Gone are the days when leaders say “We offer our products and services for everyone. We are one size fits all”. Now it is “what is your size and preference and we will find the perfect fit for you”.

Alina Fu
Alina Fu
Head of Marketing for Viva Goals and Learning (Director), MicrosoftDecember 1

I take a relationship-based approach when I think about stakeholder management. I prefer to tailor my style to the individual, so it doesn’t matter as much which department but what type of personality they have and their communication preferences. For instance, a leader in department X may prefer pre-reads days in advance and then a discussion over feedback while a stakeholder in department Y prefers video conferences to spitball ideas in real time. At the end of the day, the goal is to foster a productive relationship with an enthusiastic stakeholder who will be a thought partner and collaborator.

A wise mentor once shared with me the rule of 3, especially if the stakeholder management is for someone on the senior leadership team.

  1. If the topic is something I’m willing to go to battle over, I will push until I hear a firm “no”.
  2. If I’m convicted but not all in, I would try 3 times before I accept that “it’s not going to happen”.
  3. If I feel indifferent either way, I would want the person driving the project to make the decision. I can share my thoughts but I want to empower them to own the call.
Alina Fu
Alina Fu
Head of Marketing for Viva Goals and Learning (Director), MicrosoftDecember 1

I don’t know if there is a turnkey framework but there are definitely lots of framework options available. You can find one that fits your needs or make your own (like I do).

Core to a GTM strategy include these essentials:

  • Core Bill of Materials (pitch deck, demo, battlecard, FAQ/data sheet)
  • Customer Journey across the funnel (or bowtie, which I prefer since it covers retention marketing)
  • Brand positioning and SWOT analysis
  • Messaging house (value prop and messaging pillars)
  • Segmentation and Targeting
  • Personas playbook
  • Cross-channel marketing strategy
  • Partner ecosystem

I believe in a product marketing org that covers all of these, which means multiple stakeholder groups. This is where the RACI for their signatures with time stamps would come in handy to document alignment and approval.

Alina Fu
Alina Fu
Head of Marketing for Viva Goals and Learning (Director), MicrosoftDecember 1

I partner very closely with the VP of Rev Marketing to make sure we have a coordinated funnel strategy. We are in constant communication and alignment for acquisition, conversion and retention. In addition, product marketing measures deals influenced for attribution. Our product marketing team’s metrics are quite different from rev marketing team’s metrics, so I don’t feel the need to own more of TOFU. However, I have a vested interest in conversion and retention, which is where my product marketing leans in most heavily.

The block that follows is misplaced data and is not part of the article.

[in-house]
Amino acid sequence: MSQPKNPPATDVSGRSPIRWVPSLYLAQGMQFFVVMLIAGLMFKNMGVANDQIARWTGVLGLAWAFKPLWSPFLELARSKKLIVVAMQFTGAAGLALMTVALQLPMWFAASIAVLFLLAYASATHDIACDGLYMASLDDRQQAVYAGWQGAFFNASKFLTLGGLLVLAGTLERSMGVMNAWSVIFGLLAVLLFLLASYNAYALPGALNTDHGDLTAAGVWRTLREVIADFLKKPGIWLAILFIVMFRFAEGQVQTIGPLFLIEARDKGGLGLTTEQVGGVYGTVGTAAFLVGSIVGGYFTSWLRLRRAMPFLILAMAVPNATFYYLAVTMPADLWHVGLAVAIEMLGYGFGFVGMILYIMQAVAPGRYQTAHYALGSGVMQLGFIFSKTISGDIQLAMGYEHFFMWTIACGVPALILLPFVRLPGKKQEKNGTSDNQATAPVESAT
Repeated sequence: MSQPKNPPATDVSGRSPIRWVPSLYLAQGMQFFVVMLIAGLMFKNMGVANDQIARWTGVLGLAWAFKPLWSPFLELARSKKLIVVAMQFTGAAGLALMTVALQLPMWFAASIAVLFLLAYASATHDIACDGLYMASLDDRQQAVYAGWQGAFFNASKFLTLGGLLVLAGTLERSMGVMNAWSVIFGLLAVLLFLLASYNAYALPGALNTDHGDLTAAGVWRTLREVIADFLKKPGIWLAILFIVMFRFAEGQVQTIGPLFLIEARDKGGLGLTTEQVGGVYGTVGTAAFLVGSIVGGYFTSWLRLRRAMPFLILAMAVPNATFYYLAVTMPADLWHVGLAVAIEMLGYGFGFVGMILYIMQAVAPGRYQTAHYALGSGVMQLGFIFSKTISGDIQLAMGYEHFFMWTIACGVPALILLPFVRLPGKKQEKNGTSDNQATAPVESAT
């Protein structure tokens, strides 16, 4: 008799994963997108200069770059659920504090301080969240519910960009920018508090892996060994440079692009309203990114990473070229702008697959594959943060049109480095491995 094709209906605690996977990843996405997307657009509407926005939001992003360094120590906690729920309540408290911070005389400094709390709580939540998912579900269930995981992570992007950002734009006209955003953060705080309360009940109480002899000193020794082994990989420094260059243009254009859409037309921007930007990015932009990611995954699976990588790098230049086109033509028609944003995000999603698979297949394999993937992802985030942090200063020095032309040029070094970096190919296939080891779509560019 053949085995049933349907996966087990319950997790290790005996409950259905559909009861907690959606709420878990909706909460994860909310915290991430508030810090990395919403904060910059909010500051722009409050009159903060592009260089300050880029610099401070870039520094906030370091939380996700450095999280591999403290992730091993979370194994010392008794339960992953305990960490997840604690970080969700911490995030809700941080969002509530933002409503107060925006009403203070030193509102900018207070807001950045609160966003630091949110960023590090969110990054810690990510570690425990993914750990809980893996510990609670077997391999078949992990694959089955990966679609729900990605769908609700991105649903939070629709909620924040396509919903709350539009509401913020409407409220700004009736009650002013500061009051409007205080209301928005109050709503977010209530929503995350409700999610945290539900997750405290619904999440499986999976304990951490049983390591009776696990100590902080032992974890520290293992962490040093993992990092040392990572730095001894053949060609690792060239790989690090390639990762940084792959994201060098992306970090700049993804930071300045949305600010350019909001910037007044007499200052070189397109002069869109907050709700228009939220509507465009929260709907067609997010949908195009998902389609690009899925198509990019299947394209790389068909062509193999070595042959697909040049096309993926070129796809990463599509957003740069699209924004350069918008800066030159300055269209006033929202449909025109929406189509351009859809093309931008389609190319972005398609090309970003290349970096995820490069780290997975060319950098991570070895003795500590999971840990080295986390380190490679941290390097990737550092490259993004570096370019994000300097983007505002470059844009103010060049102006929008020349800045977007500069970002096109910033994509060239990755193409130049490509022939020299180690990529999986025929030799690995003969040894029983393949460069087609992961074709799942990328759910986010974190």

It depends on the type of organization you’re in (marketing-led, sales-led, product-led) and your relationship with Rev Marketing. I have mostly worked in product-led environments, so product marketing isn’t reactive to rev growth, but rather a main stakeholder in coming up with the campaign concept, putting together the strategy and plan, and working with rev marketing to execute it.

Alina Fu
Alina Fu
Head of Marketing for Viva Goals and Learning (Director), MicrosoftDecember 1

I would recommend first uncovering the root cause of the confusion. Is the confusion causing redundancy, disagreements over roles & responsibilities, are mismatched expectations of results?

The best partnership between product marketing and marketing is when there are clear metrics that will make each team successful. Usually, this is pretty obvious for Tier 1 product launches given the level of resources and prioritization to warrant its own marketing campaign. The easiest way to outline how product marketing can make the marketing team successful is through a project brief that covers the proposed launch plan with product marketing calling the “play” - what channels, marketing mix, cadence of communications, etc - and have the marketing subject matter experts weigh in on what’s possible and what’s recommended given the audience, priority, and timing. Some PMM leaders use the hub and spoke model, with PMM described as the hub, working with the other teams (Marketing, Sales, CS, Product, Research, etc)

In most of the organizations I’ve been in, Product Marketing sits in Marketing but works closely with Product Management to achieve successful launches. Product Marketing and Product Management have clear, complementary objectives. When Product Marketing is best buds with Marketing, the Marketing team benefits from having a greater understanding of the company’s products and services to create campaigns and targeting to more efficiently generate and close opportunities.

Some companies delineate Product Marketing as Inbound and Outbound product marketing. If your Marketing organization is more focused on marketing-led or sales-led growth vs product-led growth, this could be a source for tension or the lack of clarity on what team is responsible for what aspect of the launch.

To address this, our Product Marketing team hosts the kickoff meetings with the rest of Marketing to discuss the handoff points and use Asana to project manage to completion. It stays high level enough so each Marketing department’s role is clear across comms, creative, demand gen, campaigns, marketing ops, and other groups.

The ideal product marketing organization would cover both - inbound and outbound product marketing so they can influence product innovation and GTM strategy. However, I have experienced that not all PMMs get to do both.

Credentials & Highlights
Head of Marketing for Viva Goals and Learning (Director) at Microsoft
Top 10 Product Marketing Contributor
Lives In San Jose, CA
Knows About Product Launches, Enterprise Product Marketing, Influencing the Product Roadmap, Mess...more